This syntax may create concise, effective queries.


Complex Edges

A complex edge is a nested JSON structure whose properties include edge specifiers.
A query can use a node's complex edge, to connect it to multiple other nodes.

  • To address a complex edge in a query, use this syntax:
    [Lines as line select Product]

    • Lines is a nested JSON structure.
    • Product is the actual edge specifier within the complex edge.
  • Here is an implementation of a complex edge in a document:

    Complex Edge in document orders/125-A

    Complex Edge in document orders/125-A

  • This query uses orders' Lines structure as a complex edge, to follow the multiple products handled by each order.

    match 
        (Orders as orders)- 
        [Lines as line select Product]-> 
        (Products as products)

    With these results:

    Retrieved Using Complex Edges

    Retrieved Using Complex Edges

  • Direct Approach to an Edge Specifier
    You can directly approach an edge specifier within a complex edge, using this syntax:

    match 
        (Orders as orders)- 
        [Lines[].Product] -> 
        (Products as products)

Aliases

To give an element an alias, use the as keyword.

Document Query
match 
    (Orders)- 
    [Product as product]-> 
    (Products)
Aliases
  • Use unique aliases.
    Aliases are labels that data elements can be referred by when filtered, projected and compared.
    An alias must therefore be declared only once, and bare a unique name.

  • Use _ to exclude an element from the textual results.
    If you want to prevent RavenDB from including an element in the textual graph results, give it _ for an alias.
    E.g. match (Orders as _)
    _, __, ___ and so on have the same functionality, so you can exclude multiple elements from the results and keep each alias unique.

  • Explicit syntax always includes an alias.
    When you declare a data element using the explicit syntax, providing an alias is always required.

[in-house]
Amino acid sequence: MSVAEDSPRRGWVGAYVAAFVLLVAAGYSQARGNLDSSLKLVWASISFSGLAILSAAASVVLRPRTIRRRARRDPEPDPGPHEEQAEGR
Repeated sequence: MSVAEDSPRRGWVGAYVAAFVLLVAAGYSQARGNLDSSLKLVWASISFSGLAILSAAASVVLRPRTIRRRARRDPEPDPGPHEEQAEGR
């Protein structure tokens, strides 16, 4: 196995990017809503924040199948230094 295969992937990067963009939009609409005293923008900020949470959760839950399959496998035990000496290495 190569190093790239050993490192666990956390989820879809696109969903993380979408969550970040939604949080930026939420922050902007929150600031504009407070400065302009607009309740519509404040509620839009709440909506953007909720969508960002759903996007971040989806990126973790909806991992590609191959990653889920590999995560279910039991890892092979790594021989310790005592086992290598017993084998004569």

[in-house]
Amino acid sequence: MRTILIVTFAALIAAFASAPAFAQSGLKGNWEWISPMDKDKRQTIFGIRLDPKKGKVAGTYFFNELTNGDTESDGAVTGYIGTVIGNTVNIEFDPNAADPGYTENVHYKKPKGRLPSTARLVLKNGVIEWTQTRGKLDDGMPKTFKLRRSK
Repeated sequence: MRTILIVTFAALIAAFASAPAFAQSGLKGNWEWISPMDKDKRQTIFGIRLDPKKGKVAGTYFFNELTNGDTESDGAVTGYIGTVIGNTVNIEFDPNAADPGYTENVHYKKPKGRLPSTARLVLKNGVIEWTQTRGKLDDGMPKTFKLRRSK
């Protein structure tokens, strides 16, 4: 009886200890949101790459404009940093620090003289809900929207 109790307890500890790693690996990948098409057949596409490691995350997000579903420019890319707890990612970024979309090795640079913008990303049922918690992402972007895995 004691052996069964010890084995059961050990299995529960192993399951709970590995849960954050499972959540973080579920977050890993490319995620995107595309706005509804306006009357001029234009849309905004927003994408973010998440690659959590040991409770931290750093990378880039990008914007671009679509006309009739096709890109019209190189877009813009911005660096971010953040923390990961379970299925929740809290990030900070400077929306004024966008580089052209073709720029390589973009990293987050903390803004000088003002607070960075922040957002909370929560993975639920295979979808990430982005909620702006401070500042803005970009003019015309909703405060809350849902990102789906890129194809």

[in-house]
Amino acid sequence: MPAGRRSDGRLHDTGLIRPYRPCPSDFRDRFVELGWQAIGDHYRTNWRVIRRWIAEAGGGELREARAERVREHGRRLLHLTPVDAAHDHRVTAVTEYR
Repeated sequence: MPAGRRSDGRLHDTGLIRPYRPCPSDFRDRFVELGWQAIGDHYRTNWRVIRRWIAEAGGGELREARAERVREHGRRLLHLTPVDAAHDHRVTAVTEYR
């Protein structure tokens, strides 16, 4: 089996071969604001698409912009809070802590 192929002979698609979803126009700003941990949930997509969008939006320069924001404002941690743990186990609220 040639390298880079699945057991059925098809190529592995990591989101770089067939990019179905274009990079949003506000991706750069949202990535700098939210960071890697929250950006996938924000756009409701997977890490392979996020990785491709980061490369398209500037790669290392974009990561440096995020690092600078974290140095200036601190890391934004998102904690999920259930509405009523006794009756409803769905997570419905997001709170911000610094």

with {from Orders} as orders


What Are Aliases For?

Aliases have a few important roles in graph queries.

  • Readability
    Most commonly, aliases are used to improve query readability and clarify each element's role in it.

  • Abstraction
    It is sometimes useful to instate the same data element, e.g. the Employees collection, in multiple parts of a query.
    To do this, we need to give the reoccuring element a unique alias in each query part it participates.

    The following query for example finds who Sales Representatives report to.

    match 
          (Employees as employed 
             where Title = "Sales Representative") - 
          [ReportsTo as reportsTo]-> 
          (Employees as incharge)

    The Employees collection is instated twice: as employed in the origin node clause, and as incharge in the destination node clause.
    During execution, the abstracting aliases are used to retrieve and connect profiles of employed sales representatives and the employees incharge of them, and looking for both in the same collection poses no problem.

    Employees

    Employees

    These aliases are operational, not just informative: they relay to the graph interpreter how it should handle this query.
    Reinstating an element without providing a unique alias for each of its occurrences, may produce unreliable results.

  • Projection
    To project details of a query's results, we follow the query with a SELECTclause.
    Within this clause, we refer to the query's data elements by their aliases. No aliases, no projection.


Aliases Scope

When you set an alias, be aware of its scope.

  • In the following explicit declaration of a data-node, pd is an in-clause alias that cannot be used outside its scope.
    with {from Products as pd where pd.PricePerUnit > 18} as PricyProduct

  • PricyProduct on the other hand is set for the whole clause and can be approached and selected for projection.

    with {from Products as pd where pd.PricePerUnit > 18} as PricyProduct
    
    match 
       (Orders as LondonOrders 
          where ShipTo.City = 'London') -
       [Lines[].Product] -> 
       (PricyProduct)
    
    select
       PricyProduct as Pricy